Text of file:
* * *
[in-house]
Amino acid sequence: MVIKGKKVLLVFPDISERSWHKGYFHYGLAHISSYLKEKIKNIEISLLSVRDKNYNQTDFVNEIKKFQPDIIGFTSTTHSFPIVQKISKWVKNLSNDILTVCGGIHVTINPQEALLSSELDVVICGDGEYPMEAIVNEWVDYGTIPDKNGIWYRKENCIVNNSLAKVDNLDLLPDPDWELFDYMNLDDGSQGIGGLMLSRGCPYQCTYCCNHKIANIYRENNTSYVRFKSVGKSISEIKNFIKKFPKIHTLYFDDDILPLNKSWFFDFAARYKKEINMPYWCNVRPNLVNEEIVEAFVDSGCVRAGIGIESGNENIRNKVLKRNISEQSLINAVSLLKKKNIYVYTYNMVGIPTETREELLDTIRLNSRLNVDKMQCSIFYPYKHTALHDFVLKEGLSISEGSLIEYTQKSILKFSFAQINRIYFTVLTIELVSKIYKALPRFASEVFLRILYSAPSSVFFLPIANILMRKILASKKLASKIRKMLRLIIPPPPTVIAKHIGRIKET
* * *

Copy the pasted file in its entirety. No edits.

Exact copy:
[in-house]
Amino acid sequence: MVIKGKKVLLVFPDISERSWHKGYFHYGLAHISSYLKEKIKNIEISLLSVRDKNYNQTDFVNEIKKFQPDIIGFTSTTHSFPIVQKISKWVKNLSNDILTVCGGIHVTINPQEALLSSELDVVICGDGEYPMEAIVNEWVDYGTIPDKNGIWYRKENCIVNNSLAKVDNLDLLPDPDWELFDYMNLDDGSQGIGGLMLSRGCPYQCTYCCNHKIANIYRENNTSYVRFKSVGKSISEIKNFIKKFPKIHTLYFDDDILPLNKSWFFDFAARYKKEINMPYWCNVRPNLVNEEIVEAFVDSGCVRAGIGIESGNENIRNKVLKRNISEQSLINAVSLLKKKNIYVYTYNMVGIPTETREELLDTIRLNSRLNVDKMQCSIFYPYKHTALHDFVLKEGLSISEGSLIEYTQKSILKFSFAQINRIYFTVLTIELVSKIYKALPRFASEVFLRILYSAPSSVFFLPIANILMRKILASKKLASKIRKMLRLIIPPPPTVIAKHIGRIKET